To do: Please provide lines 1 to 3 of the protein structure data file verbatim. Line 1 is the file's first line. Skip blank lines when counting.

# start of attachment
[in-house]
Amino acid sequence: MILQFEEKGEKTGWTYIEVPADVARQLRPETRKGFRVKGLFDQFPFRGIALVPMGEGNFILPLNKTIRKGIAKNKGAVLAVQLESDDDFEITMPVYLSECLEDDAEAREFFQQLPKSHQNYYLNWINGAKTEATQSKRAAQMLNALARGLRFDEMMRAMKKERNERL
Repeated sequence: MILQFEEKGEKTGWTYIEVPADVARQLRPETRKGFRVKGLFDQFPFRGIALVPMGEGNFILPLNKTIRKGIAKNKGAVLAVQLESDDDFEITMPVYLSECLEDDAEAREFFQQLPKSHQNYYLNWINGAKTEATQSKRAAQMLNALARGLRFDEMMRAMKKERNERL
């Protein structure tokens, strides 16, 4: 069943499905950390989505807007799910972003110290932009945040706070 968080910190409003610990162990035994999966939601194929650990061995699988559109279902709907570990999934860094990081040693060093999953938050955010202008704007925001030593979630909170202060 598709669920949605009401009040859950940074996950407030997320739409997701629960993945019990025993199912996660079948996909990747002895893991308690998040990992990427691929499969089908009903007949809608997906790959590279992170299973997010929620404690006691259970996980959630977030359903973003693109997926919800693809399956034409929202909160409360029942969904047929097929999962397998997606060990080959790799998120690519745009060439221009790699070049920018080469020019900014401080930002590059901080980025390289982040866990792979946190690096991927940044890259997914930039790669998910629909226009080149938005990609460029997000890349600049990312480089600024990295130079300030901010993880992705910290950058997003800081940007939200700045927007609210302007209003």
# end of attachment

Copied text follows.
[in-house]
Amino acid sequence: MILQFEEKGEKTGWTYIEVPADVARQLRPETRKGFRVKGLFDQFPFRGIALVPMGEGNFILPLNKTIRKGIAKNKGAVLAVQLESDDDFEITMPVYLSECLEDDAEAREFFQQLPKSHQNYYLNWINGAKTEATQSKRAAQMLNALARGLRFDEMMRAMKKERNERL
Repeated sequence: MILQFEEKGEKTGWTYIEVPADVARQLRPETRKGFRVKGLFDQFPFRGIALVPMGEGNFILPLNKTIRKGIAKNKGAVLAVQLESDDDFEITMPVYLSECLEDDAEAREFFQQLPKSHQNYYLNWINGAKTEATQSKRAAQMLNALARGLRFDEMMRAMKKERNERL